Figures released at the launch of the 2008
Global Entrepreneurship Monitor (GEM) today at Aston Business School,
Birmingham, suggest that West Midlanders continue to embrace entrepreneurship
with more than 6% of people taking part in early stage entrepreneurial activity
as opposed to 5.5% for the UK as a whole.
The report, which draws on seven years of
survey data on 160,000 respondents, provides a unique picture of business
start-up activity across the UK. It showed that female entrepreneurship in the
area is slightly above the national average (3.9%) with woman two-fifths (44%)
as likely to be entrepreneurs as their male counterparts. Midlands’s men
account for double the number of women embarking into entrepreneurial
activities (8.9%) and sit at 1.5% above the national average. They are also two
and a half times likely to start a business in the next three years.
The report, sponsored by Advantage West
Midlands, also shows that Midlands’s entrepreneurs are the youngest in the UK
with 5.4 % of young people (aged 18-24) in the Midlands planning on making
their mark on the business community as opposed to the national figure of 4.1%.
At 7.1%, 25-34 year olds are however the most entrepreneurial in the region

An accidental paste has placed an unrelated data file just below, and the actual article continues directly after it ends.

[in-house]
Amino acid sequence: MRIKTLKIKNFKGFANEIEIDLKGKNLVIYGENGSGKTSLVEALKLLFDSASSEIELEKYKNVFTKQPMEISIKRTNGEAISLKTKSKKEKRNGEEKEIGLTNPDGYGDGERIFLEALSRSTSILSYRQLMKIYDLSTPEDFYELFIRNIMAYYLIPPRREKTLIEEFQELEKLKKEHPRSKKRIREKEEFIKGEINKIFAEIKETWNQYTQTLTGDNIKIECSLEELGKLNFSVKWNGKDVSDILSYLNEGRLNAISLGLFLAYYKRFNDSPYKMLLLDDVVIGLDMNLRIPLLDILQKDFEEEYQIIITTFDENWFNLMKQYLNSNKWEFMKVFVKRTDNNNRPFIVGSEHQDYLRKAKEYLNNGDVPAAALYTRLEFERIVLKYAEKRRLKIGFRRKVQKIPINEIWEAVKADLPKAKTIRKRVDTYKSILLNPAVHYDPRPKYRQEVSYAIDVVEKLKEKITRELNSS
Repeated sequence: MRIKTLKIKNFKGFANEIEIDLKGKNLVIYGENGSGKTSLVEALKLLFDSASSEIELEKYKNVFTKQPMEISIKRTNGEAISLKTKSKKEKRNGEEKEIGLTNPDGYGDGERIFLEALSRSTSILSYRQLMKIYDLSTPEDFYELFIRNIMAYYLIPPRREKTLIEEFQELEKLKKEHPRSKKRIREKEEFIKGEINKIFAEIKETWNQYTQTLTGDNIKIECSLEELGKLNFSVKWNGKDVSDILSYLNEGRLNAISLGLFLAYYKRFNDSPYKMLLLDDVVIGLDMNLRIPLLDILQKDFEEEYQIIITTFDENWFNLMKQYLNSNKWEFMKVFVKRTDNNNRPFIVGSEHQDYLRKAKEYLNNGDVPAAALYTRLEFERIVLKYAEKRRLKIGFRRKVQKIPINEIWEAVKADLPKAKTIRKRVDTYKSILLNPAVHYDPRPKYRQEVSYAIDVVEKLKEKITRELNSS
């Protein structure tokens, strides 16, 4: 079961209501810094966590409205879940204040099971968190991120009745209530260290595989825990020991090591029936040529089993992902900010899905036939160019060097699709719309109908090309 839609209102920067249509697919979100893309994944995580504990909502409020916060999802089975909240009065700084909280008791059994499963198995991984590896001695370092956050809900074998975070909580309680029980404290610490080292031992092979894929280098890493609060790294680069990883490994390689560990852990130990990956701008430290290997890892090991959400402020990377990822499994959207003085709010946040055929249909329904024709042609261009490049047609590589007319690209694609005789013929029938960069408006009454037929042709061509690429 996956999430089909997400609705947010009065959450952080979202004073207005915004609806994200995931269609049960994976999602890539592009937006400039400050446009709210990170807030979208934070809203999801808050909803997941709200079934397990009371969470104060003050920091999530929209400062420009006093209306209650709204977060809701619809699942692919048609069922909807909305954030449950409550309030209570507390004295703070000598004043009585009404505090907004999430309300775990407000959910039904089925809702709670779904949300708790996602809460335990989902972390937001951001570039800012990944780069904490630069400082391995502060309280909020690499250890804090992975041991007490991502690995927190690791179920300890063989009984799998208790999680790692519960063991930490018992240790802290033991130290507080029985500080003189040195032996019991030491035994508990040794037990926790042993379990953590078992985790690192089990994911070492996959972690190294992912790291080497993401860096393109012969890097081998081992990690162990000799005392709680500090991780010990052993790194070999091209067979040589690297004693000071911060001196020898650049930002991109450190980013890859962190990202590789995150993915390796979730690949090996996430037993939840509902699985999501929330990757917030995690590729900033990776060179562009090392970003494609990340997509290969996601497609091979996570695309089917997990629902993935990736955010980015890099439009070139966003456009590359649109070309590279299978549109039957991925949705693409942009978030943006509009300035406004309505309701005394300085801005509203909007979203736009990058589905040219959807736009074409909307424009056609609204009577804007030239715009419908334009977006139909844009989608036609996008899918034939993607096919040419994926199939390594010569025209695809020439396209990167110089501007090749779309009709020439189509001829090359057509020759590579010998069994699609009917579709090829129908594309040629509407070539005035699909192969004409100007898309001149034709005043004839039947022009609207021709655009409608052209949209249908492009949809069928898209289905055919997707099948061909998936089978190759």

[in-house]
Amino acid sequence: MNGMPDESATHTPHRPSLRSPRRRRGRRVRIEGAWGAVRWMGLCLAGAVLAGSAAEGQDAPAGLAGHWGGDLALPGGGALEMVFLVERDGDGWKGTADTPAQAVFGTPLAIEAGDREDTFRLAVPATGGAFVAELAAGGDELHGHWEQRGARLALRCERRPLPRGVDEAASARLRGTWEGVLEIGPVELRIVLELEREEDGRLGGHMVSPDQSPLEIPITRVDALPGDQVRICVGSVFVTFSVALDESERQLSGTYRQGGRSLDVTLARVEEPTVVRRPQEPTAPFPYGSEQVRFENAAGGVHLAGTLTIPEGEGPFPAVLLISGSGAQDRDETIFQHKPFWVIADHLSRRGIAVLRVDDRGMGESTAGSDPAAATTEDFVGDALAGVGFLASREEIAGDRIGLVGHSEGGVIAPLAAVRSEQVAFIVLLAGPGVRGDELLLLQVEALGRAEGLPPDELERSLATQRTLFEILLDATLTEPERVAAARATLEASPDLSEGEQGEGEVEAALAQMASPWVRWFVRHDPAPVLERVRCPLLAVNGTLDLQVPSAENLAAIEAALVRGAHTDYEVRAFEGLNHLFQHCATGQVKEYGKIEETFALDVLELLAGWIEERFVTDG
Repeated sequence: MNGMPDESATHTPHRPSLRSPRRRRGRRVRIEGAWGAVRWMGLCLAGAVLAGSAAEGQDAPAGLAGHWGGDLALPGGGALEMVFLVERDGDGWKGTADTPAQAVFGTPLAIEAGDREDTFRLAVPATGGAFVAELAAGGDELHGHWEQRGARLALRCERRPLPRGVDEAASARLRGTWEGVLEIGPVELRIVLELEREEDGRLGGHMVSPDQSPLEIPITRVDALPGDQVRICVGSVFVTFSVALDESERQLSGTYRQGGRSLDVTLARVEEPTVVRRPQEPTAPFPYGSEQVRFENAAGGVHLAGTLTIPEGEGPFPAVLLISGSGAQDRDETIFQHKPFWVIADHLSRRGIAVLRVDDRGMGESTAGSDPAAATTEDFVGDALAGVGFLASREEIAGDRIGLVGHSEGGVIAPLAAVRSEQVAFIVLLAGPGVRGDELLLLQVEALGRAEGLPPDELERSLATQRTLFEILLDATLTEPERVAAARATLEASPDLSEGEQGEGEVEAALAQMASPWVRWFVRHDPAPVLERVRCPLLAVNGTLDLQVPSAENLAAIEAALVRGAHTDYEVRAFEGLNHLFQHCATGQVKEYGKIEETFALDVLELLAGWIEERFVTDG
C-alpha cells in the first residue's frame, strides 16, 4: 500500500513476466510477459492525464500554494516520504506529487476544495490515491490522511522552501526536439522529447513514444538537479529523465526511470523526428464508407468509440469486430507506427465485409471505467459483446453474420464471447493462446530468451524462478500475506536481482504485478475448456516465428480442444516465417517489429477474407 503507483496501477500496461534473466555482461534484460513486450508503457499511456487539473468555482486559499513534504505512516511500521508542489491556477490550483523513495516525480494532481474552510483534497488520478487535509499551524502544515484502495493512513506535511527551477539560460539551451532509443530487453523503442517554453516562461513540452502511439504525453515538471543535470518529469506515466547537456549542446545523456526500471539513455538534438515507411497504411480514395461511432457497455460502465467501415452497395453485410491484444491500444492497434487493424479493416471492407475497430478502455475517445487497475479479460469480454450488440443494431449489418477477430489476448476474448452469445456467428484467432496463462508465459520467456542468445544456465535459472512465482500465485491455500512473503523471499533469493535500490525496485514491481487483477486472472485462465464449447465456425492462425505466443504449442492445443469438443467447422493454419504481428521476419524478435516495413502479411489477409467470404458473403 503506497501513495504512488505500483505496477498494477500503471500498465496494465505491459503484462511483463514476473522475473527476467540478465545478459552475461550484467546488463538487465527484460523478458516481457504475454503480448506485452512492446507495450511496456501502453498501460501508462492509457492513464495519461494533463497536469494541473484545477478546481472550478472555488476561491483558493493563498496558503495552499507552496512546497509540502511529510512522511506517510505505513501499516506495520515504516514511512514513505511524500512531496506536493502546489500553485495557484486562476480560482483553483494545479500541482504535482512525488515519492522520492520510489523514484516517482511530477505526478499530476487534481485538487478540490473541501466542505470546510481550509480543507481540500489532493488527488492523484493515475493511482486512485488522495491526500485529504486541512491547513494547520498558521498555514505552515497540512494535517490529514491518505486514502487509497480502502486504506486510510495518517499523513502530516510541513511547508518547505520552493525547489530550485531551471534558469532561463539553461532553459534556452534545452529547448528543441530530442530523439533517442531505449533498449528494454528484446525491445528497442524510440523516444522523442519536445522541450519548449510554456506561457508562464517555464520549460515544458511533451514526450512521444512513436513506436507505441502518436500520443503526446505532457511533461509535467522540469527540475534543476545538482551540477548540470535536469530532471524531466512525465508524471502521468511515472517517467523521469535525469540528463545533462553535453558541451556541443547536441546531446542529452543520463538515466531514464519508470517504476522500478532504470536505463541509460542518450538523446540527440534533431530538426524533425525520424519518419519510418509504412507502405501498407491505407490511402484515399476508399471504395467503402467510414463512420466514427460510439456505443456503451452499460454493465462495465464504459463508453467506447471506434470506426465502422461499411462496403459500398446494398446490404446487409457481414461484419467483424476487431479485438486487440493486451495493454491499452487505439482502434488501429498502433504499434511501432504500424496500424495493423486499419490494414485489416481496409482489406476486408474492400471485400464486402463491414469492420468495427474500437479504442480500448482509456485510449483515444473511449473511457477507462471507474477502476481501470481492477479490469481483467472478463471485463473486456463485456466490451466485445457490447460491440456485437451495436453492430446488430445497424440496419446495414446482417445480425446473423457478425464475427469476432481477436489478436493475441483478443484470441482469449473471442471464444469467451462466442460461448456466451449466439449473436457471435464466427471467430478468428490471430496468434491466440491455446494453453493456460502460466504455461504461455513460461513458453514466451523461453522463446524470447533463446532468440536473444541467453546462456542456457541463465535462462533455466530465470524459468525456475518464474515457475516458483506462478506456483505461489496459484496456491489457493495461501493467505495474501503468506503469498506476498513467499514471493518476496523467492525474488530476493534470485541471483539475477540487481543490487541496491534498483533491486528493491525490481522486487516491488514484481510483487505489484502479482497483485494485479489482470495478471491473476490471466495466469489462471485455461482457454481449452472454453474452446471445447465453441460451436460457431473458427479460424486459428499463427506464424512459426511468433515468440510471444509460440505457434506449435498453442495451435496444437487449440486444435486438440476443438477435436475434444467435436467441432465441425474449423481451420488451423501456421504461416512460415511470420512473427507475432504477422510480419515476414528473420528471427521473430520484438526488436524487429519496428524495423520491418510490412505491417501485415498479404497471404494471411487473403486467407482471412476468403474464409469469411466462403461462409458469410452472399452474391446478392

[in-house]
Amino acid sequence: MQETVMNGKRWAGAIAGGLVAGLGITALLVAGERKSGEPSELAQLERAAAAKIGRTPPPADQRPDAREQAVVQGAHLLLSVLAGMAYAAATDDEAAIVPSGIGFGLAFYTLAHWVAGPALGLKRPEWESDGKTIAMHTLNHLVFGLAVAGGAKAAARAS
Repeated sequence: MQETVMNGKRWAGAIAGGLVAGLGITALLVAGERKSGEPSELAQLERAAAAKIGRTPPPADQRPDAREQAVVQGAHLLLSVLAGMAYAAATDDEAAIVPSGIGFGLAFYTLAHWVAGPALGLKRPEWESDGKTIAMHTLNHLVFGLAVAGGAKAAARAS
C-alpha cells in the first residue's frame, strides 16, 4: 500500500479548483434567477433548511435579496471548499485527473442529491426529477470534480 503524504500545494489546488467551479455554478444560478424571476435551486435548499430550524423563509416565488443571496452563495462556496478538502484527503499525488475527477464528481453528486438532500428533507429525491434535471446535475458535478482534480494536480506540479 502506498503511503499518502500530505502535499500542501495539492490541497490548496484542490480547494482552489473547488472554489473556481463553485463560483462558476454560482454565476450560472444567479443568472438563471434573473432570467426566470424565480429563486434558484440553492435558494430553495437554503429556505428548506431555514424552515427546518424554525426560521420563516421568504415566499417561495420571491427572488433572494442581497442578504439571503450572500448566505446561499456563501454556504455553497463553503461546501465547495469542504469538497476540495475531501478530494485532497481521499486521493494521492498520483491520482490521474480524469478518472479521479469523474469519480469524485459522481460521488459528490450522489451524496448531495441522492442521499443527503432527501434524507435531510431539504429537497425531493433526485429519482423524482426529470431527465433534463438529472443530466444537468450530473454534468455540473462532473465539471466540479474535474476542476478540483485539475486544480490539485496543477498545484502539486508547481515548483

whereas nationally the average is 35-44 years old.
On the downside, the report also shows that
there is real concern for the entrepreneurial spirit in the Midlands as those
looking to set up in the future feel as though the opportunities to start up
business in the next six months are low (21.1%), an attitude that has seen a
10% drop since the last report. In contrast, fear of failure for new business
start-ups remained relatively unchanged as the UK entrepreneurial spirit saw a
slight growth in those wanting to set up in businesses in 2008 despite the
Professor Mark Hart from Aston Business School
said: “We clearly believe that we have what it takes in the West Midlands to be
“Developing enterprise and an enterprise
culture remain key policy objectives in the West Midlands and this has shown
that it’s now an area that enterprise is thriving. Over half of people in the
UK agree that starting a business is a good career choice and almost
three-quarters of them agree that successful entrepreneurs have a high status
in society. But the conversion rate from positive attitudes to
entrepreneurship into positive intentions seems to be comparatively low.
Clearly, more work needs to be done to demonstrate the benefits of
entrepreneurship to individuals.”
Dr Jonathan Levie, of the Hunter Centre for
Entrepreneurship at the University of Strathclyde, co-author of the report,
explained: “The West Midlands has a high proportion of migrants and ethnic
minorities, and these groups tend to have higher rates of entrepreneurial
activity anyway. But what is intriguing is that those born and bred in the
Midlands also have high levels of entrepreneurial activity. Its concentration
of highly qualified and aspiring people and great wealth is a winning
combination as far as entrepreneurship is concerned. ”
For further information on the UK GEM research project please contact Mark Hart.
Download a copy of the 2008 UK GEM Report